For decades, terrrorist attacks -- most notably the 1988 bombing of Pan Am Flight 103 over Lockerbie, Scotland -- and an active weapons of mass destruction program had alienated the North African nation from the U.N., as well as any government with a conscience.
But Col. Qaddafi has spent the better part of the last ten years enlisting consultant firms to transform the country from a pariah state into one now seen as a lucrative investment market.
The first major step was in 2003 when Libya claimed responsibility for
its role in the Lockberbie bombing, which killed 170 people. In 2006 it renounced its weapons of mass destruction program, winning a reversal of U.N. sanctions. The final piece of the political puzzle came late last year when Libya agreed to a payout for the families of the Lockerbie victims. Libya's recent handling of Lockerbie and its weapons program has allowed the U.S. to start work on a bi-lateral trade agreement.
And paving the way are top private equity firms like Goldman Sachs and Carlyle Group. Both well-known investment companies have benefitted from hundreds of millions of dollars thanks to the Libyan Investment Fund. And the U.S. State Department is encouraging an even closer relationship.
The attraction between the two countries is mutual. For Libya, the U.S. is like the captain of the high school football team - a star player on the world stage, with political and economic clout. With the U.S. on its side, Libya can gain access to almost any party. There's no greater seal of approval than American investment deals, particularly for a country long-despised by the West.
So what's in it for America? Easy - vast resources, both mineral and monetary. Gasoline in Libya goes for less than 70 cents a gallon. Do the math. That's a lot of oil and for now, there's little foreign investment. And that's not all. The Libyan Investment Authority has tens of billions of untapped dollars.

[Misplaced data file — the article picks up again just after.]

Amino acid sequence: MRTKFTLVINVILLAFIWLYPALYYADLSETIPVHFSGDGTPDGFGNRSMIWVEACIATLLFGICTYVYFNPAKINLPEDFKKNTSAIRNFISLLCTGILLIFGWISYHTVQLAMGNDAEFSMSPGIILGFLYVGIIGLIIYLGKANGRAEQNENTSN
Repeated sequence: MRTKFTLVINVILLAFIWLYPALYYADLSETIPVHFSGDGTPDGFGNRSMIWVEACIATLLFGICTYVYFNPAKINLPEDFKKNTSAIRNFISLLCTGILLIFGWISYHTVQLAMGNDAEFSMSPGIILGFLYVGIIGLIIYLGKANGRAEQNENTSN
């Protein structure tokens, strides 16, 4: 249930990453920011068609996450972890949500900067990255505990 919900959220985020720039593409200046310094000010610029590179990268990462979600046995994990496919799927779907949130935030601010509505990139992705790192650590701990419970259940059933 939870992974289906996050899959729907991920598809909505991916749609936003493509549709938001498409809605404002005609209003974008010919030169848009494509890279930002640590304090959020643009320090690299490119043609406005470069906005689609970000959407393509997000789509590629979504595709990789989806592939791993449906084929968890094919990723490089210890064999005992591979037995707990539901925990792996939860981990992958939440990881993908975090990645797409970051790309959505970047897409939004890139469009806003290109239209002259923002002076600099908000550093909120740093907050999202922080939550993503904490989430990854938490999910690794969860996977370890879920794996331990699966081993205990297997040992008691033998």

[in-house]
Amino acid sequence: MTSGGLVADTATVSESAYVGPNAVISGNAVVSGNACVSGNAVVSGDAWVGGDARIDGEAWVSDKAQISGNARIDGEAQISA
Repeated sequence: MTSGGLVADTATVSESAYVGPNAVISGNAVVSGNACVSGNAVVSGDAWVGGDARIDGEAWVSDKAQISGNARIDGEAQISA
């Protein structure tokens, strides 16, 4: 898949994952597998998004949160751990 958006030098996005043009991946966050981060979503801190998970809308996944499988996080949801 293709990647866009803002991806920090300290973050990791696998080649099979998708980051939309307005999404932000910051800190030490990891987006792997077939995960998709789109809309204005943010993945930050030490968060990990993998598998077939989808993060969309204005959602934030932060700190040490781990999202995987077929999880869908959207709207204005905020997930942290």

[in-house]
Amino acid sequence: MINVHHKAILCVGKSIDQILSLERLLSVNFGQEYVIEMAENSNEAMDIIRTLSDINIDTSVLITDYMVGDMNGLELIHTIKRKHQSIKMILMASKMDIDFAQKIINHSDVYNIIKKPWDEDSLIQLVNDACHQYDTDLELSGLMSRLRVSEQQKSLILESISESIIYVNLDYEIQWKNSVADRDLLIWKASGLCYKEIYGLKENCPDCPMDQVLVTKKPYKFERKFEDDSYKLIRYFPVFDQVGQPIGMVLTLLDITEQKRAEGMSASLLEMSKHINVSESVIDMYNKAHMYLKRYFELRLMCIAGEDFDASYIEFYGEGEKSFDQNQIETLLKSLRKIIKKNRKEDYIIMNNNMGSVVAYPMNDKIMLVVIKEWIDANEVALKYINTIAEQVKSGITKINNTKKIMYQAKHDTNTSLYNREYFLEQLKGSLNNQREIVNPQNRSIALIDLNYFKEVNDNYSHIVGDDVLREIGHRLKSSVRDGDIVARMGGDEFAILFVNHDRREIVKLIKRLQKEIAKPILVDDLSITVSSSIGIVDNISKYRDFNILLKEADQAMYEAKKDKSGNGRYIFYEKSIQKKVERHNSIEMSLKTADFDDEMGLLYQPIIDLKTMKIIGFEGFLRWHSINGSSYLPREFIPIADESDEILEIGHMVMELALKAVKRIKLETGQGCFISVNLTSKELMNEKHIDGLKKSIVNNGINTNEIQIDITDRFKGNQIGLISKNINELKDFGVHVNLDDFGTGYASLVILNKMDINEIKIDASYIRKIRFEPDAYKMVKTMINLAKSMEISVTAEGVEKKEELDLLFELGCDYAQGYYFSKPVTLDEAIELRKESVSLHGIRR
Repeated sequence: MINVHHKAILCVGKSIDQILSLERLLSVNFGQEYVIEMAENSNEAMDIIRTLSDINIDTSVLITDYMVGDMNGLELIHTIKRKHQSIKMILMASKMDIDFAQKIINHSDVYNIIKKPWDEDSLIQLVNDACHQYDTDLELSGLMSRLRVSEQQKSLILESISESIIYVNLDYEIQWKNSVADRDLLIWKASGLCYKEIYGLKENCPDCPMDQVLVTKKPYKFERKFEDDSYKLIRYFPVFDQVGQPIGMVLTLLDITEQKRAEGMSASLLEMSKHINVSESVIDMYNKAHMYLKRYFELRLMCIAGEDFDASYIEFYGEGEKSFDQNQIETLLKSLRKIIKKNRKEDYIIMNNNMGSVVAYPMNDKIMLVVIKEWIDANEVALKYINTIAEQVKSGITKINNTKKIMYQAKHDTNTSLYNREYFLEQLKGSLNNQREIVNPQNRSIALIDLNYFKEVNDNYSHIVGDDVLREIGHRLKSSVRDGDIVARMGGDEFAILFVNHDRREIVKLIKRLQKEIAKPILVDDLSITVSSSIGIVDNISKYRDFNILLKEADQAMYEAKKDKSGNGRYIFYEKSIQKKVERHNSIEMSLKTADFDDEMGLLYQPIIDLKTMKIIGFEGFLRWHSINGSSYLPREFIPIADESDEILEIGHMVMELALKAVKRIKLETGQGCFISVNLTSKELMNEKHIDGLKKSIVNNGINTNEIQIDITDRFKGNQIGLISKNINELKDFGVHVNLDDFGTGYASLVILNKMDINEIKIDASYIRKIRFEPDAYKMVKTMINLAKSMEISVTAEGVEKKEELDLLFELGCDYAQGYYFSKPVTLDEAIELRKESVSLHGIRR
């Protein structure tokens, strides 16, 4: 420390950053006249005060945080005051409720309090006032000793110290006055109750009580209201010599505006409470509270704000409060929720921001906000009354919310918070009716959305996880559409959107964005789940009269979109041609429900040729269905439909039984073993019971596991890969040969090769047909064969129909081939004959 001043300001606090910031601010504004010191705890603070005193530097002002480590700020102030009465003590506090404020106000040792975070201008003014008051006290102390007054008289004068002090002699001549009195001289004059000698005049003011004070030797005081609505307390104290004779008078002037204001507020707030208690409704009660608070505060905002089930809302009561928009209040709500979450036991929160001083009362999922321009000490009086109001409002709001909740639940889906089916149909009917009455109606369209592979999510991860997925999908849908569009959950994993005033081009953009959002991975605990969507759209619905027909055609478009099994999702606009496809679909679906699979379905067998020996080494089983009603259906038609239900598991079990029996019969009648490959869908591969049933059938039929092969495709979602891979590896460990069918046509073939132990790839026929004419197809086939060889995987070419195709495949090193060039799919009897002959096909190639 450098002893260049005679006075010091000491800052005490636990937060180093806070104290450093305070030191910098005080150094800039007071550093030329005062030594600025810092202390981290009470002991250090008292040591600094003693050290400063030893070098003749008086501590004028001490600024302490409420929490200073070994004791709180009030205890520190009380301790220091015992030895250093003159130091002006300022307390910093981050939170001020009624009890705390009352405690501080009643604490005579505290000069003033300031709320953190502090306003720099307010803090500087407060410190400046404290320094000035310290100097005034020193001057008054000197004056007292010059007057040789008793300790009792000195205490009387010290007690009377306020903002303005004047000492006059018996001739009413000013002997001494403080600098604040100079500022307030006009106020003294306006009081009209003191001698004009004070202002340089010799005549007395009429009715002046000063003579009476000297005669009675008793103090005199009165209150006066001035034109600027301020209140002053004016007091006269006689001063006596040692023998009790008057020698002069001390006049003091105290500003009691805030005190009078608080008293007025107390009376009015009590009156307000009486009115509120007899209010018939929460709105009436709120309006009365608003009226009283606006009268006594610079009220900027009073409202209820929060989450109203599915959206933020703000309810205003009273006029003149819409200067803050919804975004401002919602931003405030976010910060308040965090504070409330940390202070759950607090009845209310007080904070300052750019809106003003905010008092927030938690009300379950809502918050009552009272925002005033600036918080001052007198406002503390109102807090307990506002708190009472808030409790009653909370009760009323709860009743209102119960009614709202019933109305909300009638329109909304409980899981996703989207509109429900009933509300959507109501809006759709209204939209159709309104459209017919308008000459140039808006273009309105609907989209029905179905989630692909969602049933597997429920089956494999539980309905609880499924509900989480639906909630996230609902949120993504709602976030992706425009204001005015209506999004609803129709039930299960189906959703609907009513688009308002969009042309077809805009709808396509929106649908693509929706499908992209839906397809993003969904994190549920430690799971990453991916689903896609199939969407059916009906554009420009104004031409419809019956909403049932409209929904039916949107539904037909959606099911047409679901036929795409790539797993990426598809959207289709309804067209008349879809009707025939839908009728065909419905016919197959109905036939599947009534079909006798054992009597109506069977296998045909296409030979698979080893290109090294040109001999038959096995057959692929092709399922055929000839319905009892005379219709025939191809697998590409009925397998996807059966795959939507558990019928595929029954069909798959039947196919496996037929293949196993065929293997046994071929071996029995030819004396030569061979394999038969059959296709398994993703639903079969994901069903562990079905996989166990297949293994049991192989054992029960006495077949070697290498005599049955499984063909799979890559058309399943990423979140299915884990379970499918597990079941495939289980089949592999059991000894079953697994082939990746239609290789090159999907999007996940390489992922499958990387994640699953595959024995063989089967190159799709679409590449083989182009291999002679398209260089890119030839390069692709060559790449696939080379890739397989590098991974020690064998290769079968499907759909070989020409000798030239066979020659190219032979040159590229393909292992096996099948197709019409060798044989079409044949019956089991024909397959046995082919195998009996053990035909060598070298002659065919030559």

Libya is a fresh source of capital at a time when the traditional sovereign wealth states of the Gulf are over-invested in the troubled U.S. and European markets, and even Asia is feeling the crunch.
Libyan leaders are so excited about the prospects of their new status., they're trying hard to impress. The Mediterranean capitol by the sea is getting a makeover. Twenty different construction projects obstruct the coastal views of Tripoli, all part of a plan to make Libya more mainstream. Officials are keen to improve the very basic tourism infrastructure, not least to provide the kind of 5-star accommodation and shopping complexes bankers are accustomed to, but which are presently lacking. Local officials and guides hope if they build it, tourists will come. Fifteen-hundred miles of sandy beaches line turquoise waters where shrimp and squid are among the abundant local fish cooked on open flames for hungry adventurers. And there are enough archaeological sites to keep history buffs criss-crossing the Sahara in four-wheel drives for days.
But, like all relationships with a rocky past, it's not that simple. While some observers, like Libyan expert Molly Tarhuni, of London's Chatham House, maintains the nation is now "stable and their money is as clean as any other countries," human rights watchers contend there is still an absence of a free press, as well as non-governmental organisations, and there is a current record of torture and abuse.
And despite government proposals to share oil wealth with the populus, an idea fraught with other complications, like inflation, unemployment and poverty rates remain high.
Libya has a long way to go before it gets the equivalent of the football star's class pin. You can't even say Libya and the U.S. are "going steady." But they're definitely dating. Tarhuni says "neither side will be led anywhere they don't want to go. The U.S. and Libya will walk hand in hand."
And if Libyan officials can work out a way to simplify the visa process - a process even more complex and tangled than their political history, they can court more than the bankers and the Lonely Planet junkies.
The Bank of Tripoli